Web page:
‘Ever tried. Ever failed. No matter.
Try again. Fail again. Fail better.’ – Samuel Beckett
Rather fittingly, this quote began the second of the creative writing classes I took last autumn at Flowerfield Arts Centre in Portstewart with writer Damian Gorman. I say fittingly, as I just recently booked a ticket to hear Winona Ryder read some of Beckett’s work at the upcoming Happy Days Enniskillen International Beckett Festival.
I was also delighted today to receive some of Beckett’s work, courtesy of Ulster Scots writer Wilson Burgess, who very kindly passed on some of the literature he has accumulated over the years to further my own literary education. I have only read a few of Beckett’s poem’s in an Irish poetry anthology I have lurking at home, so I will be poring over this and more later! John Hewitt was also spotted in the bag so I’m looking forward to reading more of his work as well, given my recent trip to Armagh at the John Hewitt International Summer School.
Anyway, back to the writing class, which saw us discuss the thoughts behind what we write and how we present it to others. Things to consider:
- Do I like it?
- Is this as simple as I can make it?
- Falling in step with someone you don’t know
- Presenting all your ideas up front is not such a good idea
- What could resonate in any human heart…?
We also talked about avoiding the overuse of familiar phrases – we all know what a cliche is and that we should try to avoid them but sometimes they do sneak in! Precision in writing is also a key element – the names of characters for example, should say a good bit about the type of people those characters are and ‘fit’ them.
“See everything but don’t tell us everything,” we were told. “Tell us just the significant detail – that this was more than itself.”
As with any good class, we also had the chance to do some writing exercises to put all this into practice, which included telling a child how to tie their shoelaces – not as easy as it sounds!
To ‘the starting point’ then and the first note of your writing when composing a story – the all-important ‘hook’. The advice given to us was to think on it whilst doing other things, which I would admit to doing anyway when walking my dog, and once the first note is hit, the rest will follow (that’s the hope anyway!). If we reposition ourselves and put ourselves into somebody else’s shoes then the story will flow more naturally. This reminds me of what the novelist Gavin Corbett said at the JHISS – find a voice that fits and then the writing will come more easily.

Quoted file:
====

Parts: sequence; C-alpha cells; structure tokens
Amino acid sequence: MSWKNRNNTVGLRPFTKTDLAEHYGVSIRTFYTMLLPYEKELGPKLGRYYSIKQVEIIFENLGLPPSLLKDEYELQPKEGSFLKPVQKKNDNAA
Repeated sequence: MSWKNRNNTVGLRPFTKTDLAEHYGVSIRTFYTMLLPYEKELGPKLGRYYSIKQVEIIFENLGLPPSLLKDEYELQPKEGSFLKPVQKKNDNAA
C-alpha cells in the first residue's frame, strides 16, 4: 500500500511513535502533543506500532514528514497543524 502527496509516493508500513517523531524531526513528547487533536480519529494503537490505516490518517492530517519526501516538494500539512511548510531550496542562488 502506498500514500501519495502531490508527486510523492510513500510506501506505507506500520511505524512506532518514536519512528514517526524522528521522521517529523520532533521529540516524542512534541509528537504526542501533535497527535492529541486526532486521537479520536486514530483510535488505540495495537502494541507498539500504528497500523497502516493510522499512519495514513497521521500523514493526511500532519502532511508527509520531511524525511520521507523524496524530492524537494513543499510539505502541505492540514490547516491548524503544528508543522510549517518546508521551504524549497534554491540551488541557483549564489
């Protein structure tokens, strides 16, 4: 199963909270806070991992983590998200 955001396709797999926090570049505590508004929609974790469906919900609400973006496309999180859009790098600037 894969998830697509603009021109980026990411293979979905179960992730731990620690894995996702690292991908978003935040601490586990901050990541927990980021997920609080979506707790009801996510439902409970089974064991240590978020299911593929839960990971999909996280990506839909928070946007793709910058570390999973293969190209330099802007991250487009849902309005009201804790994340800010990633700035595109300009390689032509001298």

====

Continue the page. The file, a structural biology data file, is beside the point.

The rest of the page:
We subsequently experimented with this by working with a partner to write a piece of dialogue between two people reuniting at a school reunion after 25 years. With this, we noted that of course you don’t have to ‘start at the start’ – start at your start – where you want the action to begin e.g. in the middle of an argument perhaps. The idea being – begin with energy.
All of this discussion was in preparation for our next class, which would address dialogue in writing in more detail, but we’ll come back to that next week I think! In the meantime… I had the pleasure of Wilson Burgess’ company again today for a catch-up over some coffee and cake. Wilson will be reading at Poetry Corner at this weekend’s Stendhal Festival in Limavady (August 16/17), along with others from the Derry Writers Group and the Flowerfield and Jane Ross Writers – worth looking in on if anyone’s up that way.
My previous meeting with Wilson saw the exchange of a bit of reading for Reuben (that would be my little cocker spaniel, who has appeared once or twice on here!) – a very tongue-in-cheek book detailing some rather random things you can do with your dog over the year! He gave it a nibble (Reuben that is), so we’ll see how it goes and possibly report back with a picture!
Today however, our catch-up was a little more literary and I’m sure that my future posts will incorporate some of my thoughts on the new reading material I’ll be taking home this evening.